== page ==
Changing times for Scotland’s courts

Civil justice system is facing its biggest shake-up in years following Taylor Review, writes Alistair Drummond

New rules and ways of working will affect all of Scotlands civil courts. Picture: Ciaran Donnelly

THE civil justice system in Scotland is set for its biggest shake-up in a generation. In the coming months, the Courts Reform (Scotland) Act 2014 will be implemented and the recommendations of the Taylor Review of Expenses and Funding of Civil Litigation will be taken forward. These reforms will impact all businesses which litigate in Scotland. So what lies ahead?

Sheriff court jurisdiction to expand

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In September 2015, the threshold for bringing cases in the Court of Session will rise from £5,000 to £100,000. This means that actions for £100,000 or less will have to proceed in the sheriff court. This change should bring about cost savings for commercial litigants in lower value disputes as sheriff court proceedings are much less expensive than those in the Court of Session. However, the automatic right to use counsel will be lost in these cases, as will access to the Court of Session’s specialist Commercial Court. This may disappoint companies who routinely use these services.

Reform of costs awards

The gap between what a successful company has to pay his or her solicitor and what is recovered from the unsuccessful party by way of costs should narrow. In commercial actions, where cost recovery is poor, the Taylor Review wants successful litigants to be able to recover 80-90 per cent of their legal costs – currently it is about 50 per cent. Taylor’s recommendations include revising the “table” of recoverable fees, the possibility of a successful party recovering their solicitor’s actual hourly rate and a modified system for recovering additional costs in complex or high-value cases. Trials of judge-led costs management of expenses are also suggested to make it easier for commercial litigants to predict their outgoings in court proceedings.

Specialist courts and judges

Specialisation within the judiciary is set to increase. A new specialist personal injury sheriff court with an all-Scotland jurisdiction is to be established in September 2015, a new dedicated Sheriff Appeal Court will be created to hear sheriff court appeals and from spring 2016 small claims will be determined by new specialist “summary sheriffs”. The formation of a specialist Energy and Natural Resources Court is also being considered to handle disputes arising from energy and renewables. These changes should improve the overall efficiency of the court system in Scotland and enhance judicial expertise and quality of decision-making.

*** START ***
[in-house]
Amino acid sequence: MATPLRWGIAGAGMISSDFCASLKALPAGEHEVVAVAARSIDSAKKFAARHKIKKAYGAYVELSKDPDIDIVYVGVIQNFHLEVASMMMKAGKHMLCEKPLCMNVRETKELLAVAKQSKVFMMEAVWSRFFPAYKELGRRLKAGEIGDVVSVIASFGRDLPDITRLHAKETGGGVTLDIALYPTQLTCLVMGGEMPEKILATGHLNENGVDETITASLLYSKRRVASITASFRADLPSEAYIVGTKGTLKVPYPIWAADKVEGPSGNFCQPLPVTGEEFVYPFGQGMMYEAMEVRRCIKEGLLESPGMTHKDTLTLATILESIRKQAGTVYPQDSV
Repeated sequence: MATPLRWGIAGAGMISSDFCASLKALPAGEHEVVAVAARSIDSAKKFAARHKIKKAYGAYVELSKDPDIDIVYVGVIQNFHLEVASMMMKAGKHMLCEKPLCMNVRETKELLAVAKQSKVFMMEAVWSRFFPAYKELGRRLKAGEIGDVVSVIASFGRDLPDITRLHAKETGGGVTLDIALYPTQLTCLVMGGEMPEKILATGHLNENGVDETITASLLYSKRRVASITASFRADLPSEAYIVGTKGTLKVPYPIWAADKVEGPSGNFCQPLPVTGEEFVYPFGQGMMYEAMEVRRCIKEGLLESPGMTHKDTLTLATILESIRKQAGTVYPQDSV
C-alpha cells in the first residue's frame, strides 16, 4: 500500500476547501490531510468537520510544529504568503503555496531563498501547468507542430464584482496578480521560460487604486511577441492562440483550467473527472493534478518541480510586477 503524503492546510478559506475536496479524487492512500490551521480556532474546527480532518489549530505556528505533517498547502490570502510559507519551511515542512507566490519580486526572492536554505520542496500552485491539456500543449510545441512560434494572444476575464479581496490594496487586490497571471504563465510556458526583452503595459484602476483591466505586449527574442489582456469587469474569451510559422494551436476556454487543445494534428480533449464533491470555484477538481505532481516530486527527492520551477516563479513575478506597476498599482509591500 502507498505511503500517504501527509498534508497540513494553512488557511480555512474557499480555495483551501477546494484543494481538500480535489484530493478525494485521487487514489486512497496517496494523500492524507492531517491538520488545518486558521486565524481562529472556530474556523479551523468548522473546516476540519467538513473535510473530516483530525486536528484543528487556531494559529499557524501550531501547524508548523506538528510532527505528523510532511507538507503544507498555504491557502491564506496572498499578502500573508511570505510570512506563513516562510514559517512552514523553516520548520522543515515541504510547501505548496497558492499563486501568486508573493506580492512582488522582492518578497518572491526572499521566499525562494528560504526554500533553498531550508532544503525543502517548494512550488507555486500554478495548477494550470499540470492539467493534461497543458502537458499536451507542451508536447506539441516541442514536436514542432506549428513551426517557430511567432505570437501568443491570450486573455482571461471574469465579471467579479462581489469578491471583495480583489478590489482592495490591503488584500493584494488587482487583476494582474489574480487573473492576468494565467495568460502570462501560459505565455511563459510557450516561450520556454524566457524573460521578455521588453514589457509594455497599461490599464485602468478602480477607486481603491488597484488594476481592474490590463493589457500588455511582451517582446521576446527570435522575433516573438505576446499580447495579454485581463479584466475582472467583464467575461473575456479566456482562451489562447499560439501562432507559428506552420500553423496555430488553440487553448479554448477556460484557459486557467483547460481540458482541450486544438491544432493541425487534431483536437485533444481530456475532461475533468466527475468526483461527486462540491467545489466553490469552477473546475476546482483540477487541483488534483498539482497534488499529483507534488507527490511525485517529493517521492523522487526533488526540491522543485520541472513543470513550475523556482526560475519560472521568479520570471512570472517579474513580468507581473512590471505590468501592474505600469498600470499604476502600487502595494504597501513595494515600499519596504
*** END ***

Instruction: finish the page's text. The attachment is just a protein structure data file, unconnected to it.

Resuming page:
New funding options

New methods of funding commercial litigation are likely to become available as an alternative to the traditional private client retainer. The Scottish Government has recently consulted on Taylor’s proposal to end the ban on damages based agreements which allow a solicitor to receive a percentage of damages by way of fees. Controversially, in personal injury cases, “qualified one-way cost shifting” has also been suggested. Under this proposal unsuccessful claimants would not require to pay defenders’ legal expenses except in special circumstances, which could see a rise in the number of reparation claims being pursued.

This may be of concern to companies operating in the insurance market.

Technology improvements

An increase in the use of digital technology by the Scottish Court Service should reduce time and expense for commercial litigants. By the end of 2016 video-conferencing facilities will be installed in courts to enable witness evidence to be given remotely, a digital evidence vault will be created to store documents, audio, pictures and video content and by 2017 parties will be able to track their case online through a public information portal. Live TV coverage of legal debates and civil appeals is also on the cards, subject to clear guidelines as to use. Taken together these reforms should bring about substantial improvements in Scotland’s civil justice system which will be welcomed by Scotland’s business community. Access to justice should be easier and more affordable and commercial disputes should be resolved more efficiently and cost effectively. However the reforms will only succeed if they are properly resourced and managed. Training will be required for specialist judges, investment will be required in IT equipment and the sheriff courts will need considerable support to deal with the new processes and the influx of new business from the Court of Session. The Scottish Courts and Tribunal Service is confident it can deliver. I hope it can too as the prize of a more accessible, affordable and efficient civil justice system is an important one.

Alistair Drummond is a partner in litigation & regulatory at DLA Piper Scotland